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New Wildfire Prevention Technology Shuts Off Power On Impact

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Sonora, CA — Things like tree branches falling into power lines have been the cause of multiple high-profile fires in recent years in California.

In response, PG&E has been implementing new technology that will shut off power within one-tenth of a second, when a fault, such as a tree limb coming into contact with a powerline, is detected. PG&E reports that last year, on 170 circuits with the new safety settings enabled, there was an 80% reduction in “reportable ignitions in high fire-threat areas that could result in a wildfire,” compared to the prior three-year average.

The company reports that ahead of this summer season, “Enhanced Powerline Safety Settings” now help protect three million people who live in high fire risk areas.

Asked specifically about the local region, PG&E spokesperson Deanna Contreras says, “There are portions of 18 circuits in Calaveras County that have EPSS settings on them and they have been enabled.  And there are portions of 20 circuits in Tuolumne County that have EPSS settings and they are all enabled as well.”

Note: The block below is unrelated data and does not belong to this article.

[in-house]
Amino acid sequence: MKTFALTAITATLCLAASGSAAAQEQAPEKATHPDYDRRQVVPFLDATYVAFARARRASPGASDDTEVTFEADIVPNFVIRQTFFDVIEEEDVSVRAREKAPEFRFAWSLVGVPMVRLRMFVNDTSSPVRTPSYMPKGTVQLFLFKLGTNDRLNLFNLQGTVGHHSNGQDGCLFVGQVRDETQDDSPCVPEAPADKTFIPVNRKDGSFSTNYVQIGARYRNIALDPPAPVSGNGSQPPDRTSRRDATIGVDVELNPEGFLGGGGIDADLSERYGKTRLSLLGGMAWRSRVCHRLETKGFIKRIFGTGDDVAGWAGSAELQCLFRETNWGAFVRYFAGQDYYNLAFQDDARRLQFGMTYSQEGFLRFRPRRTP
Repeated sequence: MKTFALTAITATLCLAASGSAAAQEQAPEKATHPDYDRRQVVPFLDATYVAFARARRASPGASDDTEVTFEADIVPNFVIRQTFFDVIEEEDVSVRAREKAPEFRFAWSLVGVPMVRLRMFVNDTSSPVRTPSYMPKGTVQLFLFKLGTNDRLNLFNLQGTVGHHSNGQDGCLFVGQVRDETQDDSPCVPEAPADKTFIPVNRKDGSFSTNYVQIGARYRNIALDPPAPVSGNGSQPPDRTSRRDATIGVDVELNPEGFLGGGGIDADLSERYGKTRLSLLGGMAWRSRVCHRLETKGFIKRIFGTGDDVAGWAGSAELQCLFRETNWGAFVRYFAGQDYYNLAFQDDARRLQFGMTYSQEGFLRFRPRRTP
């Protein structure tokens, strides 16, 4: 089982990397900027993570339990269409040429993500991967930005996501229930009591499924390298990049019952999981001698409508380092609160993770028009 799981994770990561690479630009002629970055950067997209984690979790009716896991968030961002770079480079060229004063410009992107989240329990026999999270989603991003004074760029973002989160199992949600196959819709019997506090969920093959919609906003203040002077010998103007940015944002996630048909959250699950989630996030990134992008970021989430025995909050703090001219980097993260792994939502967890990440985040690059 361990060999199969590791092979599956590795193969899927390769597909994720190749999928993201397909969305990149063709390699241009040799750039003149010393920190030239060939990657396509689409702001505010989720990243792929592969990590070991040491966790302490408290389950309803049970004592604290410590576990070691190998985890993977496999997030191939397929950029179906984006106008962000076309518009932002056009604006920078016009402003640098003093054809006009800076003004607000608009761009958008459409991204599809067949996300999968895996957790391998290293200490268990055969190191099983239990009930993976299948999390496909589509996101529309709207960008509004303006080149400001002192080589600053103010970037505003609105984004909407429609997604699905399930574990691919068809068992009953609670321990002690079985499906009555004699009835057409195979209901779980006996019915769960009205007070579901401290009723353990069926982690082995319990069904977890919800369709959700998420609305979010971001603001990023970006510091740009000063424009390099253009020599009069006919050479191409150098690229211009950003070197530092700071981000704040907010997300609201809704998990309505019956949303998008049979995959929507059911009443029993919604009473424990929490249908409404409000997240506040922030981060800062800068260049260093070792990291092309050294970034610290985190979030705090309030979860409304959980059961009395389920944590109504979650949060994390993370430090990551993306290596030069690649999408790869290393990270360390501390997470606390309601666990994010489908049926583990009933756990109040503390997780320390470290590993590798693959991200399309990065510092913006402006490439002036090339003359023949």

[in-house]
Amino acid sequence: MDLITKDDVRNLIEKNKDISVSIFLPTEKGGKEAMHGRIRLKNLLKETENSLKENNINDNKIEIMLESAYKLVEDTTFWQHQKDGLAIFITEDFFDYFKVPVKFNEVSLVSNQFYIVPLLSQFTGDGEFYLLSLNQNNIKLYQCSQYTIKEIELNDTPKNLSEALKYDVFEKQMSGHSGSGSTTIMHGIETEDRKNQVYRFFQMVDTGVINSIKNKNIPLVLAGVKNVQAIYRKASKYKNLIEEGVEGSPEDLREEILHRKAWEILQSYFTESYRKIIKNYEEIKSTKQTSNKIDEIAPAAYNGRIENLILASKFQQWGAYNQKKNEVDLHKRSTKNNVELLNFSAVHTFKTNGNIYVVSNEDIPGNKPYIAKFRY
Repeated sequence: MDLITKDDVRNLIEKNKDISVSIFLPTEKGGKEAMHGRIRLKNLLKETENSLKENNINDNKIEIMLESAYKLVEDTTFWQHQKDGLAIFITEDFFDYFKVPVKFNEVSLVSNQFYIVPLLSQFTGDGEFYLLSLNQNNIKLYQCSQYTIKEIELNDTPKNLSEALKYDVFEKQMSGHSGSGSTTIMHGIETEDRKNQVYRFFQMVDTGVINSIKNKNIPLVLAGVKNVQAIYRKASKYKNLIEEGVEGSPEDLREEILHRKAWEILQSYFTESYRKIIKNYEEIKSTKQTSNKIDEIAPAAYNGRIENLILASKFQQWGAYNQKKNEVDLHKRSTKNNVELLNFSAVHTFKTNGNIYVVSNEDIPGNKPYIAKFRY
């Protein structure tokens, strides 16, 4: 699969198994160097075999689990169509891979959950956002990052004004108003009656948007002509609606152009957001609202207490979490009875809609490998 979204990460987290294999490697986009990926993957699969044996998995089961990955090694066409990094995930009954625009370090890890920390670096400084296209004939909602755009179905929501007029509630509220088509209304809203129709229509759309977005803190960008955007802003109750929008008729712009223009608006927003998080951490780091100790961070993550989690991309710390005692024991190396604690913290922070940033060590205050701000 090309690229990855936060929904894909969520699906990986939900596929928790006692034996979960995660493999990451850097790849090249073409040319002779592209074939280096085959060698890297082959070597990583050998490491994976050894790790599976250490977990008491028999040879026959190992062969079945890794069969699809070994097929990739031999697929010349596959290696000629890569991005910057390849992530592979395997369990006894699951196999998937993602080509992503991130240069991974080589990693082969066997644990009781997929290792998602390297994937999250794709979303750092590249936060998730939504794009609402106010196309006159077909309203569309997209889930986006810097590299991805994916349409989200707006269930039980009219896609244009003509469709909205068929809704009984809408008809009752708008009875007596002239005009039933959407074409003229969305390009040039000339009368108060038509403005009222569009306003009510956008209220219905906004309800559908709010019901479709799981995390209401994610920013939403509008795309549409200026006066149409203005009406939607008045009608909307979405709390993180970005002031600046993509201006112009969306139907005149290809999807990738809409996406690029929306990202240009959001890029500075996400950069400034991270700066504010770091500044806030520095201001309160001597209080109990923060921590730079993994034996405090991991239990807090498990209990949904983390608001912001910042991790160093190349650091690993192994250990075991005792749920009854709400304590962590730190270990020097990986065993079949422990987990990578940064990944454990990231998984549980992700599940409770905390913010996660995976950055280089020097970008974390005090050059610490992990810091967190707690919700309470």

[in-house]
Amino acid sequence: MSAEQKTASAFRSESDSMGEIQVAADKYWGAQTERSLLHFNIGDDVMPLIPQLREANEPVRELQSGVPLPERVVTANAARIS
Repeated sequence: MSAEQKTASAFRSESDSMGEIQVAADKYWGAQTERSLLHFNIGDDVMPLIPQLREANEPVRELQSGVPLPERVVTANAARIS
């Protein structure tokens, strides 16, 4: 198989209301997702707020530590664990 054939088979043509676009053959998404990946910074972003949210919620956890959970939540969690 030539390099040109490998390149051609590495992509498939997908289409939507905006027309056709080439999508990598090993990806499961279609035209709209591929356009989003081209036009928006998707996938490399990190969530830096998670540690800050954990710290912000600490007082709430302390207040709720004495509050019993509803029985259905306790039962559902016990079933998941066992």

Click on the image box to see a pair of supplemental maps with more specifics on the two-county region.

The new technology does bring with it the likelihood of additional power outages. So far this year, circuits with EPSS in California have experienced 205 outages, with the average restoration time being 3.5 hours.

PG&E VP Mark Quinlan adds, “When we stop ignitions, we stop wildfires. Rest assured that we work every day to prevent outages and to expedite restoration if they do happen.”

PG&E says that the safety settings will remain enabled on 700 to 800 of those circuits between now and the end of the wildfire season.

  • Calaveras County EPSS Map